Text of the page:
Why is it so Important to Stop Smoking After Surgery?
Posted June 25, 2014 in Plastic Surgery Advice
Smoking is never an easy habit to break, no matter who you are or how long you have been smoking. However, if you are considering ever getting plastic surgery as a smoker, you should think twice. The dangers to smokers are downright deadly, whether you realize it or not. How so?
Simply put, smoking after surgery or before threatens the outcome of plastic surgery by compromising the body’s ability to heal properly or quickly, as well as posing many serious health risks. According to (AAOS) American Academy of Orthopaedic Surgeons; “Smoking has been identified as a significant risk factor for surgical site infection. Worse outcomes and more frequent complications have been found in smokers who have surgery.”
How many weeks before surgery should I quit smoking?
Quitting smoking after surgery is not enough, even though it is a natural time where you may not feel the cravings since you are in pain and possibly taking prescription medications. You should quit smoking at least two weeks prior to surgery of any kind, whether plastic surgery or mandatory surgery. Why? Smoking…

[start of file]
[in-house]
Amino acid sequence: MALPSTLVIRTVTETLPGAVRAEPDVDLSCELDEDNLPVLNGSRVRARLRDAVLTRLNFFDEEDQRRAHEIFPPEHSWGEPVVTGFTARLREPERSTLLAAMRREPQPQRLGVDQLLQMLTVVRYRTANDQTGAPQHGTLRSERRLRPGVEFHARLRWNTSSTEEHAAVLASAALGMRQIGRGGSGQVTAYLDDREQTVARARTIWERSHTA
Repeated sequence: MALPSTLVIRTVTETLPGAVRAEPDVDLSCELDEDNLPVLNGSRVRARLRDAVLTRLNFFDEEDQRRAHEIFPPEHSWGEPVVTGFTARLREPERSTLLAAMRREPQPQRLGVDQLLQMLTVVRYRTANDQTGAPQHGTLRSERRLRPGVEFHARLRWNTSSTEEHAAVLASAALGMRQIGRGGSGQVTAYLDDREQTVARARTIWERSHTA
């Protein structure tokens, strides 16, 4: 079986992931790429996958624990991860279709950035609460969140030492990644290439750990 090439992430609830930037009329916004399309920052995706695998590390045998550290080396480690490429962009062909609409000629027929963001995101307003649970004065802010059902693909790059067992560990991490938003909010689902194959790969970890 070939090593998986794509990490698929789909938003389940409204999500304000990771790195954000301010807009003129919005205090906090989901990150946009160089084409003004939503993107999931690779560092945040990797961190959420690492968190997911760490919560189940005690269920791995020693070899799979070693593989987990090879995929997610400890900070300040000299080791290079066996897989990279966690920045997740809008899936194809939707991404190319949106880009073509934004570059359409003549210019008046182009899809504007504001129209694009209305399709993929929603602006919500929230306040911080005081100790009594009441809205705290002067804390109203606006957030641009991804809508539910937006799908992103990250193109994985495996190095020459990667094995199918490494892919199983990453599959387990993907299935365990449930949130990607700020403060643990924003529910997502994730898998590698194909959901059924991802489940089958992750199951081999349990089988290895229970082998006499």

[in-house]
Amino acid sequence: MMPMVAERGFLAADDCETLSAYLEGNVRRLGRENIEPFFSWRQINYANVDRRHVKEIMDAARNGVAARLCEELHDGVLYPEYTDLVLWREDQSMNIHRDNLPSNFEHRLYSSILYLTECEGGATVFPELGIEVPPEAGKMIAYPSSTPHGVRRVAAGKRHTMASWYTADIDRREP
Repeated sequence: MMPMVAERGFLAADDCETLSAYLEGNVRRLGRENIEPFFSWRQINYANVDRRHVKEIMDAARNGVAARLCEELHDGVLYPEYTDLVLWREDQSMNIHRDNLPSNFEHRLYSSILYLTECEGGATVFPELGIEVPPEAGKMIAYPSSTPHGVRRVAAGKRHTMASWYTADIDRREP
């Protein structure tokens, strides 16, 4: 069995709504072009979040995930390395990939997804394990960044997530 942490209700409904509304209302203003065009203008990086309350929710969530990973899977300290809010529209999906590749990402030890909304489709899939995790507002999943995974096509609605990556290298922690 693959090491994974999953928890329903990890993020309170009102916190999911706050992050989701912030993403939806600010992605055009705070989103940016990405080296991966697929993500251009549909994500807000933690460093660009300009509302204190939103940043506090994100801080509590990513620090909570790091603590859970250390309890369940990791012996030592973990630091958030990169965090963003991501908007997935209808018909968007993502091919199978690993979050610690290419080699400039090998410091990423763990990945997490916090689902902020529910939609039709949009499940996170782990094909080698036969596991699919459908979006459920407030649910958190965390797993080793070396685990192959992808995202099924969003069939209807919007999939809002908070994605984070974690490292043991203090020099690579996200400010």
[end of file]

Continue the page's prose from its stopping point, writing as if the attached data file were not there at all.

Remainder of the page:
- Gives you labored or difficult breathing during and after anesthesia
- Can cause blood clots in your veins
- Greatly increases risk of infection
- Delays or prolongs healing of wounds, skin and bones
- Reduces the effects of medications
- Starves your heart of oxygen
Not to scare you, but smoking both right before and after surgery can be a deadly consequence. By reducing the oxygen supply that circulates through your body and to your heart, the nicotine speeds up your heart rate and blood pressure, causing it to work much harder. If there is not enough oxygen to support this extra need, your heart can go into cardiac arrest. Carbon monoxide also competes with the oxygen in your bloodstream, making it more difficult to reach those extremities. This can even impact your body during the surgery. Dr. Humberto Palladino makes sure to warn every patient about the real dangers of smoking as it relates to plastic surgery. His job is to ensure the safety of all of his clients.
Our top anesthesiologist also warns patients of the toll it can take on your body while under anesthesia. The anesthesia already puts stress on your body, so while you are unconscious, you will be under observation through a monitor. Smokers are more susceptible to problems because the body is less adaptable to the stress caused by anesthesia. Smoking also causes blood clots, prevents immune system wellness and impairs the healing of tissues, skin, bones and the wounds themselves.